“Words may show a man’s wit but actions his meaning.”Benjamin Franklin
Do you remember the practice of show & tell in grade school? I can’t recall any personal experiences of doing it, but essentially the idea is to bring in something to show the class and then talk about it. I’m guessing it helps a child practice their public speaking skills and also gives the class a chance to get to know each other. What I find most interesting about it is the practice’s name and subsequently order:
It’s show, then tell.
Not tell then show.
I’m torn about sharing ideas. On one hand, you get to share part of who you are and what you dream about doing. And you have the potential to connect with others who have similar dreams as you. But, on the other hand, sharing ideas fizzles your moment. By sharing an idea, we feel as though we have already created it, and therefore never actually do it. It also leaves you vulnerable for someone to steal your idea for their own.
As you can see, there’s a fine line for us to walk as creatives and entrepreneurs. We want to get our ideas out there — but not too much.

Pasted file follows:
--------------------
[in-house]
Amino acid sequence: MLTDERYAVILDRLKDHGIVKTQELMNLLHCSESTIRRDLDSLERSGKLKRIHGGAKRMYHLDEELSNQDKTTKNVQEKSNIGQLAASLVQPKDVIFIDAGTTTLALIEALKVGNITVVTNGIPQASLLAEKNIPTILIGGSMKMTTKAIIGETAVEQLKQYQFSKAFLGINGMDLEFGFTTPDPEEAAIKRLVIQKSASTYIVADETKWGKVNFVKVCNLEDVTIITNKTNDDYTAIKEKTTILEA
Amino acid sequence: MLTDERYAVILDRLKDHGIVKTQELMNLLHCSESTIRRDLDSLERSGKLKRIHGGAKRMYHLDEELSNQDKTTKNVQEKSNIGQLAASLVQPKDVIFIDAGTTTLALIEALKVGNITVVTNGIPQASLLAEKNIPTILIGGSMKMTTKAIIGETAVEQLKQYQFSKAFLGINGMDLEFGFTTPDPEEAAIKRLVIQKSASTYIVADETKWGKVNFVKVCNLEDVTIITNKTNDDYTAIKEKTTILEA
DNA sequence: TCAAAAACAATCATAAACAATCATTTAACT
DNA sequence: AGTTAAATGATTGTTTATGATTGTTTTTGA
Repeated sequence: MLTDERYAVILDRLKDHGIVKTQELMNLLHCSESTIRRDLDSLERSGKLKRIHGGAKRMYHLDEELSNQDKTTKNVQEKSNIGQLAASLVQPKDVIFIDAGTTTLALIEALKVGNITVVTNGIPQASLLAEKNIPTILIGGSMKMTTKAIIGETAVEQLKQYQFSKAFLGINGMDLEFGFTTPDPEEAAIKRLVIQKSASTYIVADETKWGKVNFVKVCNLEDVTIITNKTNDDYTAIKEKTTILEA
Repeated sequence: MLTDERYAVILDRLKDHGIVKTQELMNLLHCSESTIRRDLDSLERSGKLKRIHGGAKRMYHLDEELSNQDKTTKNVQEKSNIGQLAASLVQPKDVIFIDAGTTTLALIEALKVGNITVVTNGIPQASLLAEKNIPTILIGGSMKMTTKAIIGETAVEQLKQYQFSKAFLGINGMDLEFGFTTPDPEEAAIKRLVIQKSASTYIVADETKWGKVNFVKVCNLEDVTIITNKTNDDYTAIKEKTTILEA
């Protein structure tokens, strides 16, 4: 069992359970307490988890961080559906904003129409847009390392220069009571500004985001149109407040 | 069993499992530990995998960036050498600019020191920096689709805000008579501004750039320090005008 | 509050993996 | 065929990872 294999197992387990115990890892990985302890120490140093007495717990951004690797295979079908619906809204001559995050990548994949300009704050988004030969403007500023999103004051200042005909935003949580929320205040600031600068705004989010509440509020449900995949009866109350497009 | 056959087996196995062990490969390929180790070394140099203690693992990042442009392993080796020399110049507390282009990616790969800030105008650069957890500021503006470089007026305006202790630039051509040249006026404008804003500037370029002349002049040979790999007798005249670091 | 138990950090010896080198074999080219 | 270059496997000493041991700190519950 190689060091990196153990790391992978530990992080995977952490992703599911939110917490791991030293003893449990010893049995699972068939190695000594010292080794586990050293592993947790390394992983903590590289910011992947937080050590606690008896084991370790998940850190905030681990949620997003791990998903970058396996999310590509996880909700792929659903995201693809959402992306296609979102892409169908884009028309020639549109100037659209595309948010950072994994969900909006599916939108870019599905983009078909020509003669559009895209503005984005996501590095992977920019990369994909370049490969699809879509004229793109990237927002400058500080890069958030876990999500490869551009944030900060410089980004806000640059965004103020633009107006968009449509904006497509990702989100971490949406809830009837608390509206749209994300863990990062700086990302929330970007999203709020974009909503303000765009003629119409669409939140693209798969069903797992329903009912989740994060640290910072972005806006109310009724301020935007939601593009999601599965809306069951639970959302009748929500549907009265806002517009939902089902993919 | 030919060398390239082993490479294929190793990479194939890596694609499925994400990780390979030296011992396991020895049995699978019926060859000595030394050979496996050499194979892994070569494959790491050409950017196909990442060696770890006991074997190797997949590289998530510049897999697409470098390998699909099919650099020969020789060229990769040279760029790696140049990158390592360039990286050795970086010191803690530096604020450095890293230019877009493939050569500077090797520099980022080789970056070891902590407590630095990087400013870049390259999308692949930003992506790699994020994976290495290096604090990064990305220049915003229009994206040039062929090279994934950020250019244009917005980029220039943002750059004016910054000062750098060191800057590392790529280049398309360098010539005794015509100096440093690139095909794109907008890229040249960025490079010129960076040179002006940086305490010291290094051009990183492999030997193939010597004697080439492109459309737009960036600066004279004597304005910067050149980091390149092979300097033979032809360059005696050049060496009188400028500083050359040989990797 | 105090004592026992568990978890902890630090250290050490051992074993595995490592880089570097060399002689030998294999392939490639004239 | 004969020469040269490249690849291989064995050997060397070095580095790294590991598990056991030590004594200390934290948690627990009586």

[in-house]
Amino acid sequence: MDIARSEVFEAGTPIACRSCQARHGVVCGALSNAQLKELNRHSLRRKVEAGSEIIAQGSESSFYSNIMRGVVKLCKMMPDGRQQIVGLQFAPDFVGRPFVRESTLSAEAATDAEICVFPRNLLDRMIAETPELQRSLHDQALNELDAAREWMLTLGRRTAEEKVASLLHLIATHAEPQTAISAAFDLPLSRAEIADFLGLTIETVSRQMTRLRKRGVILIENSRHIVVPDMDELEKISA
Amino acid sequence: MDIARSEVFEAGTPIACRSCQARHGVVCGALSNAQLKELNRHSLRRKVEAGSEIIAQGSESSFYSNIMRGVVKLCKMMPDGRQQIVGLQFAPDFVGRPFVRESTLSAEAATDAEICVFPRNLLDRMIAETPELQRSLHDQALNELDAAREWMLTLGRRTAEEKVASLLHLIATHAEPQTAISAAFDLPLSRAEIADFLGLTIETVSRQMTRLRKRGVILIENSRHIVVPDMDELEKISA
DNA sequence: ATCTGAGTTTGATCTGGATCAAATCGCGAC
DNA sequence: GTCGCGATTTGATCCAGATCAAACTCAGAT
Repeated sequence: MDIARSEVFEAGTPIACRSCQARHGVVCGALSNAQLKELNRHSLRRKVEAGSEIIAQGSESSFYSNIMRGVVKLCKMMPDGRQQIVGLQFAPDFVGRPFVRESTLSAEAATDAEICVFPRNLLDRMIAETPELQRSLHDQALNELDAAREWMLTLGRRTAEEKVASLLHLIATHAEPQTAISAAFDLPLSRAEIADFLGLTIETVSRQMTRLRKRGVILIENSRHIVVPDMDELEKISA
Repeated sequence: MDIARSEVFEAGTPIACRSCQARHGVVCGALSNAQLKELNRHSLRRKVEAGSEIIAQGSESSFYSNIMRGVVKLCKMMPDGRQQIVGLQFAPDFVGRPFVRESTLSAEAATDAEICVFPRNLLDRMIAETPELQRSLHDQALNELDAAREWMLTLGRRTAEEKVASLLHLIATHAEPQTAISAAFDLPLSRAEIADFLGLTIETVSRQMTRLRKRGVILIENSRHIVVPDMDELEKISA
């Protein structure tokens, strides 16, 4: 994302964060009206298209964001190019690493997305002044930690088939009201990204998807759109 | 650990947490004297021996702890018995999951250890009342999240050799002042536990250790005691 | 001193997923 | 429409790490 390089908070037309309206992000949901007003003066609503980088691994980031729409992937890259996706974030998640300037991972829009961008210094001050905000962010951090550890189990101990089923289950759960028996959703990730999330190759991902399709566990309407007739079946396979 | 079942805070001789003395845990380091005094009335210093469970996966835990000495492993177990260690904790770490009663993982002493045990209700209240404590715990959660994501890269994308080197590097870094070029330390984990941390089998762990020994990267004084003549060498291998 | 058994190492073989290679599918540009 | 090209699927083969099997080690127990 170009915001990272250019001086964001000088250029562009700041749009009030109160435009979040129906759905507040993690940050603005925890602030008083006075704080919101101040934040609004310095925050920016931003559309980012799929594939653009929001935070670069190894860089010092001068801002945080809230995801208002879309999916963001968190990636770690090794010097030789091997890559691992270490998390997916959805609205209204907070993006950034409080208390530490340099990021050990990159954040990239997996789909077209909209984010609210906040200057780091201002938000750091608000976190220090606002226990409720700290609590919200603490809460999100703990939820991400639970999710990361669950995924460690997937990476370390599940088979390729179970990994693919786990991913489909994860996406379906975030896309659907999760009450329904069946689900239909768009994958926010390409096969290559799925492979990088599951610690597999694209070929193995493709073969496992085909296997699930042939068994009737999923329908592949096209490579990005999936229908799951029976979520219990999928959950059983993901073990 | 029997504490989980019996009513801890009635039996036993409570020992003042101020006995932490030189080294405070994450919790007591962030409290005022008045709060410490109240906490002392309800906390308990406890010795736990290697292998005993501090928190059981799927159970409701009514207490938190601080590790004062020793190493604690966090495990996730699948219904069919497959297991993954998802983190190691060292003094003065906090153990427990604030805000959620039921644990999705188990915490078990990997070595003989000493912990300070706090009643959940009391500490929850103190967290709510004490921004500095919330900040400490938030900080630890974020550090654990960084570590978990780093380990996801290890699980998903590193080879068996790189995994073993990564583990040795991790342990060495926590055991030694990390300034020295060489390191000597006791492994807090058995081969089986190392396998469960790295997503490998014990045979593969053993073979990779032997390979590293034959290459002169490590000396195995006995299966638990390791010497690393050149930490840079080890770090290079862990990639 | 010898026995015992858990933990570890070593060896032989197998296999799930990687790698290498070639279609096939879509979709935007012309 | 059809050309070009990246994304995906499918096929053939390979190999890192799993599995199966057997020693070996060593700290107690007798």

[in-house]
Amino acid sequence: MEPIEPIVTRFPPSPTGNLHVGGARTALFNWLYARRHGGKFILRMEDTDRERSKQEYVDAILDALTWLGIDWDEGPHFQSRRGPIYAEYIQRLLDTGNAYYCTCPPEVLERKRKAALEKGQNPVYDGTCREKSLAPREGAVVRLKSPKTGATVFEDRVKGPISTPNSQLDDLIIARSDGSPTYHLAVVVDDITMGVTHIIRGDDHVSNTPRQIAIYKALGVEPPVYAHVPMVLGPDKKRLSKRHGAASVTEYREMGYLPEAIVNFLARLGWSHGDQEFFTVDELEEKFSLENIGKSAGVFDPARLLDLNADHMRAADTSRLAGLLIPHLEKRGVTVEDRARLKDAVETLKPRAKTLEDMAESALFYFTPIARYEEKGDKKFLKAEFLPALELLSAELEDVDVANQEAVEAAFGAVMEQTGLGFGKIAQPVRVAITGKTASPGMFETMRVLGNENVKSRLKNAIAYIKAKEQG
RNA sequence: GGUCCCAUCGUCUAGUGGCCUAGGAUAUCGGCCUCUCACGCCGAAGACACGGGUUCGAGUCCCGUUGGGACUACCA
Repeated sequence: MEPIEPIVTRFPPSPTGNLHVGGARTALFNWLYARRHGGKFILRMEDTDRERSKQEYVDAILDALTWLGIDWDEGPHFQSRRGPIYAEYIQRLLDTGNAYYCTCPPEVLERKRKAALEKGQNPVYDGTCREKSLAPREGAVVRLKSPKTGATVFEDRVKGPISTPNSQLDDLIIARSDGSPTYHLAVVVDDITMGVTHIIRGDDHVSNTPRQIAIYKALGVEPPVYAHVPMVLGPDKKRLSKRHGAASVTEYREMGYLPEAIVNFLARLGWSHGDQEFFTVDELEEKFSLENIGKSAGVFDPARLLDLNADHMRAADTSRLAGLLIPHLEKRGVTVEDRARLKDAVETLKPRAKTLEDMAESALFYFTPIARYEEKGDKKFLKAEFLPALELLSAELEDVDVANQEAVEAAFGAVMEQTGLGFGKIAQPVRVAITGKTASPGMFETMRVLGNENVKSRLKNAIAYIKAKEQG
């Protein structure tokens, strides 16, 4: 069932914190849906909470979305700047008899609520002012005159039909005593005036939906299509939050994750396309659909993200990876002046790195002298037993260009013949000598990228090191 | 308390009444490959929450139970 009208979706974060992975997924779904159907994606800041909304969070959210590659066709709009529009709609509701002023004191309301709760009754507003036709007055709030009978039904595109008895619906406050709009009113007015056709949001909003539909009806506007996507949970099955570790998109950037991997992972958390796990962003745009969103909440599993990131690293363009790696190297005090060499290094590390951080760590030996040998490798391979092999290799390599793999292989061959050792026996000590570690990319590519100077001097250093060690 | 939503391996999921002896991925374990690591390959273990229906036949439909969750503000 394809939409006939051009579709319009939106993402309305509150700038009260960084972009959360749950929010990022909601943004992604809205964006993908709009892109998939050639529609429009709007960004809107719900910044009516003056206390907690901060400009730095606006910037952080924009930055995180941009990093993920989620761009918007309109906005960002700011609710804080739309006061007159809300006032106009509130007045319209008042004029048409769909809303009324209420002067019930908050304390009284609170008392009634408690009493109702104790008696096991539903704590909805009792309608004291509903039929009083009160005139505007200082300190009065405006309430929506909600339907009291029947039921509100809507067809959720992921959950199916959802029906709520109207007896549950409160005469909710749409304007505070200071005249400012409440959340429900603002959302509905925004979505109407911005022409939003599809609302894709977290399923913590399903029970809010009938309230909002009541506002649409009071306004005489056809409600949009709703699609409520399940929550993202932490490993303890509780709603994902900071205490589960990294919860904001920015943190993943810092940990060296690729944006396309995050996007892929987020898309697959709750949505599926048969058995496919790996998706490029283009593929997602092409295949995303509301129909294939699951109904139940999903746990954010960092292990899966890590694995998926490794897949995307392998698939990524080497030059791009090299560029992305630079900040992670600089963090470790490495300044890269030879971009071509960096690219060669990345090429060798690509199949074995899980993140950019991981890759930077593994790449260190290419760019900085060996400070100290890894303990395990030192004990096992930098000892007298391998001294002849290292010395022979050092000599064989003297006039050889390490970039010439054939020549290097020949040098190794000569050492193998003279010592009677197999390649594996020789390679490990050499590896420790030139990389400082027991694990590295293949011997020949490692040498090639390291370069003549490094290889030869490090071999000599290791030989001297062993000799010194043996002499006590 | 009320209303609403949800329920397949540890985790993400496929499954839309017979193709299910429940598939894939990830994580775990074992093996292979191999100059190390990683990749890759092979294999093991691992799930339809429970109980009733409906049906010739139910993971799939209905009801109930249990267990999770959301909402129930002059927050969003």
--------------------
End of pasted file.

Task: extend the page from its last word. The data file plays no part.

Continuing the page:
One thing that potentially muddled the conversation is when you mix in different levels of success.
At a certain point of relative success, (where you have a large following of people who know you and enjoy your work) sharing is beneficial. Your audience becomes a great way to validate ideas. You take a poll and receive valuable insights. You’re also slightly protected by your clout, because if anyone who’s is “not as known” copies your idea, then it’s less stealing and more like they look up to you and want to live as you do. And if someone tries to steal from you, your core audience has got your back.
But if you are an individual artist and you make something, there’s not much they can do if a big box store decides to copy it. You also reach as many people, so someone else can come to the same idea (honestly or not) and potentially do it better.
Fame brings it’s own problems, of course. Regardless, in my book—at least where I am know—telling your ideas before you do them is usually a bad move. We’ll either lose our motivation to do it or send it up for someone else to slam dunk it.
(Side note: it depends on your intentions. If you want to give ideas away, then sharing them with friends, clients or potential customers is a great idea.)
Here’s my rule of thumb —
Share what you are doing, not what you want to do.
If you haven’t started yet, then don’t share until you start.
Of course, this doesn’t assure someone else won’t do the idea before you do. A secret idea never executed is even less beneficial than a shared idea stolen.
Show us what you can do. Then tell.
It’s better to be a person of action than be someone who only talks.
STAY BOLD, Keep Pursuing,
— Josh Waggoner | Daily Blog #886